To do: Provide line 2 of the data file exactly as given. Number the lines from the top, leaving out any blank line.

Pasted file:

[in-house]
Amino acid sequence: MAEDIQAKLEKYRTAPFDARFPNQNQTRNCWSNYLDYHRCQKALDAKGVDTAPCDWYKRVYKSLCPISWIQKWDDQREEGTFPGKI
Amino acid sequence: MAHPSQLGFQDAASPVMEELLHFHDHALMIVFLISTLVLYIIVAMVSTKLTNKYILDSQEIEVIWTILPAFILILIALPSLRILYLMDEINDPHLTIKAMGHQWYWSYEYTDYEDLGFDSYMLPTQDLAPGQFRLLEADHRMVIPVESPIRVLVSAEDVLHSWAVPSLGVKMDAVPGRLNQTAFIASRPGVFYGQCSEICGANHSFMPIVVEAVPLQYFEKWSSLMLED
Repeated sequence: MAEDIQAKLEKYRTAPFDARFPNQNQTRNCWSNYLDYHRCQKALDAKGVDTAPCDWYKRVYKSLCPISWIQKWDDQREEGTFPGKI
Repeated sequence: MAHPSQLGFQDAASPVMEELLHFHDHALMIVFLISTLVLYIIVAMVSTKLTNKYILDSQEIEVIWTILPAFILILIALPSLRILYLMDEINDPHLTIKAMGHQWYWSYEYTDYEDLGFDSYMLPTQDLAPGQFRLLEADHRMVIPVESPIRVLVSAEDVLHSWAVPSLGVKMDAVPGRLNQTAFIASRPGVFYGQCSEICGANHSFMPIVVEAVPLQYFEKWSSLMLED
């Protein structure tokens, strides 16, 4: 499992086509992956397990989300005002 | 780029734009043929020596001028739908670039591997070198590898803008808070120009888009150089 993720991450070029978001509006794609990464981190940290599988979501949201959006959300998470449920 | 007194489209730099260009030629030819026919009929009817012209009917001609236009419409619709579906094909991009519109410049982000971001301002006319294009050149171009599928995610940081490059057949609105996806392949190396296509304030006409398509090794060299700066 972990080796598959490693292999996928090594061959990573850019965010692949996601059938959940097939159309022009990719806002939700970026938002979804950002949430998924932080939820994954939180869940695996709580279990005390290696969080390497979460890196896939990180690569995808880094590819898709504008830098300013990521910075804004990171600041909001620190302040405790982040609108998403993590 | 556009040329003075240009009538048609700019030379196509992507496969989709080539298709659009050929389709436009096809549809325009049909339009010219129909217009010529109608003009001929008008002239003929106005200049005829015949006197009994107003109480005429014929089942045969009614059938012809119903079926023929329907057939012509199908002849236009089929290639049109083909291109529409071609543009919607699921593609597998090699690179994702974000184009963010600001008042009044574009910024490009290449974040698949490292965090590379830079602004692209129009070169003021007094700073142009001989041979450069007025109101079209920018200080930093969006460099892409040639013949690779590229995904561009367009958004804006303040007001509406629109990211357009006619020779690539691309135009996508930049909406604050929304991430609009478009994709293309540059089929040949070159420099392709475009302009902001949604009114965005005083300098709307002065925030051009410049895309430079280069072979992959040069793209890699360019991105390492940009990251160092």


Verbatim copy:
Amino acid sequence: MAEDIQAKLEKYRTAPFDARFPNQNQTRNCWSNYLDYHRCQKALDAKGVDTAPCDWYKRVYKSLCPISWIQKWDDQREEGTFPGKI